How would you monitor difficult to find threatened species across NSW’s vast environment?
Scientists from the Saving our Species (SoS) program use motion-triggered cameras to capture the presence, number and activity of these threatened species. Once the cameras detect movement they take a burst of images, which are then downloaded and tagged to identify the animal that has triggered the camera. Scientists can then use this data to monitor their threatened species, fill knowledge gaps, and inform on-ground conservation programs.
However, there is a problem. The cameras take many more photos than can be processed by scientists alone – this is where you can help.
Scientists are uploading images onto DigiVol, an online platform developed by the Australian Museum and the Atlas of Living Australia. You can now go to DigiVol to begin identifying what animals have been captured within these images. All you need to participate is access to a computer and an internet connection, the citizen science team have created user-friendly guides to help you navigate the system and learn how to identify the animals.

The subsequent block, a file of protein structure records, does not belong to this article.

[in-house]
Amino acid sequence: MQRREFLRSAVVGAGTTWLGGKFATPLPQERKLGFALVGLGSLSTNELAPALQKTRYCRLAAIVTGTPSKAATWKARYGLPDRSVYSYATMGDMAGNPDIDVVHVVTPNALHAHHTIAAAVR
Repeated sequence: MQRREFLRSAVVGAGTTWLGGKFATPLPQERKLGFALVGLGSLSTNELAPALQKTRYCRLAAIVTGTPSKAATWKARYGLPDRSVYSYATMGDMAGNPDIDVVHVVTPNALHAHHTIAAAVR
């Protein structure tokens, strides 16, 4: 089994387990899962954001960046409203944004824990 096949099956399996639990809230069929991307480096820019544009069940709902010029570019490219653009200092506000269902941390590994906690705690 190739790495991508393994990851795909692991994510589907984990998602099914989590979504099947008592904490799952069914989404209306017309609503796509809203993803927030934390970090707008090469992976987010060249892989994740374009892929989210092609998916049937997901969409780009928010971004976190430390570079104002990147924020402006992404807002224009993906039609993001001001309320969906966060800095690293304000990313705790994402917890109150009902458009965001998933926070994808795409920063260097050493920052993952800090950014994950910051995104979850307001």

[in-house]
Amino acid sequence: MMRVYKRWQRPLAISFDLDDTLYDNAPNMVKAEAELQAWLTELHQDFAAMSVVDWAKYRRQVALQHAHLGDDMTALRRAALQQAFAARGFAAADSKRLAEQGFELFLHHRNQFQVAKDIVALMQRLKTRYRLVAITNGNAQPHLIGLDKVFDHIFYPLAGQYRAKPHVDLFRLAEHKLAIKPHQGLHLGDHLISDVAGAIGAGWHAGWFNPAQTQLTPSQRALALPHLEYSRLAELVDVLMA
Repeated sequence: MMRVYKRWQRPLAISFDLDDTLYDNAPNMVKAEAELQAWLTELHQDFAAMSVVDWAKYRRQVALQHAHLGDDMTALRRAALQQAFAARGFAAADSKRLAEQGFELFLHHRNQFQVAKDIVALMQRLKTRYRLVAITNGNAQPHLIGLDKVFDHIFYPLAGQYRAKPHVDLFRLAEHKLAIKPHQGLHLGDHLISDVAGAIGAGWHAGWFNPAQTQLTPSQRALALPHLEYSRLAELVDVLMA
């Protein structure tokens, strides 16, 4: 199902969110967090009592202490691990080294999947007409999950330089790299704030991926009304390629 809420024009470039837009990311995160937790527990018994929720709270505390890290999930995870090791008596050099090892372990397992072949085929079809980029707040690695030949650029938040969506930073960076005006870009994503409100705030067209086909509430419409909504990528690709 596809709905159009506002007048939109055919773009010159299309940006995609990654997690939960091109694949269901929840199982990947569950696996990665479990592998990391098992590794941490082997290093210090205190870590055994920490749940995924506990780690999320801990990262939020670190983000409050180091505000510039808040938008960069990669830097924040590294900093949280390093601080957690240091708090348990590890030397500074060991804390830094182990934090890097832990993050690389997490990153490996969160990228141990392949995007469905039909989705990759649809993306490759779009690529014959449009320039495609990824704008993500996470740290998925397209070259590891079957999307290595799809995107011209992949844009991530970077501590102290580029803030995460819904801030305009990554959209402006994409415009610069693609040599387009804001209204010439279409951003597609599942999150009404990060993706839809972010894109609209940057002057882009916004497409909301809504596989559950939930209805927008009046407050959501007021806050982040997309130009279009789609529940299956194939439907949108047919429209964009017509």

By tagging the animals in the images as a citizen scientist you are directly contributing data to scientists that are responsible for conserving our threatened species.